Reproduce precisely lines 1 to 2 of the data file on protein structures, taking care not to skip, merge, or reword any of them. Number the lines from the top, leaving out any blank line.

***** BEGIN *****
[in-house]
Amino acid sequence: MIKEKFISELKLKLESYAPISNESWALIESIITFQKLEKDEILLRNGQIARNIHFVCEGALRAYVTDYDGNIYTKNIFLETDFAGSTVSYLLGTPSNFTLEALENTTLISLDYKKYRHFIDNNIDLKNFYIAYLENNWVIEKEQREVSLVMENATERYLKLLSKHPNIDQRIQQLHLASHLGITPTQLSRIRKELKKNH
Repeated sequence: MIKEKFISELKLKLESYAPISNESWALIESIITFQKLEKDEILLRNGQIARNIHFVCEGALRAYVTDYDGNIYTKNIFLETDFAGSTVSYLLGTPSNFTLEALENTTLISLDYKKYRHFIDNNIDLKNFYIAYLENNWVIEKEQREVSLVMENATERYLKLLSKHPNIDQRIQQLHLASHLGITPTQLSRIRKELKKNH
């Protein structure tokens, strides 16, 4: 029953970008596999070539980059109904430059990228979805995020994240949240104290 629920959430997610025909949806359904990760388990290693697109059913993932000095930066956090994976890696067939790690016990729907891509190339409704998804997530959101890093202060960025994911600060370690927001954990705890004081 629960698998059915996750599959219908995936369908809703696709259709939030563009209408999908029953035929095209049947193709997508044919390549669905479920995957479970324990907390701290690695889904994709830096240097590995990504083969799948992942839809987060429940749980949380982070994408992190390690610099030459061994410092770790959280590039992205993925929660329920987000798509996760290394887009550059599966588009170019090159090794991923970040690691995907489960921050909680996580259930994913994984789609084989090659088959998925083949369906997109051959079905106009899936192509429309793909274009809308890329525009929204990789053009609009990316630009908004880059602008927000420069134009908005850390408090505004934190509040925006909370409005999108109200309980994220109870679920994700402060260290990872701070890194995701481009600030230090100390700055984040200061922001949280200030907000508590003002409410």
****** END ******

[in-house]
Amino acid sequence: MIKEKFISELKLKLESYAPISNESWALIESIITFQKLEKDEILLRNGQIARNIHFVCEGALRAYVTDYDGNIYTKNIFLETDFAGSTVSYLLGTPSNFTLEALENTTLISLDYKKYRHFIDNNIDLKNFYIAYLENNWVIEKEQREVSLVMENATERYLKLLSKHPNIDQRIQQLHLASHLGITPTQLSRIRKELKKNH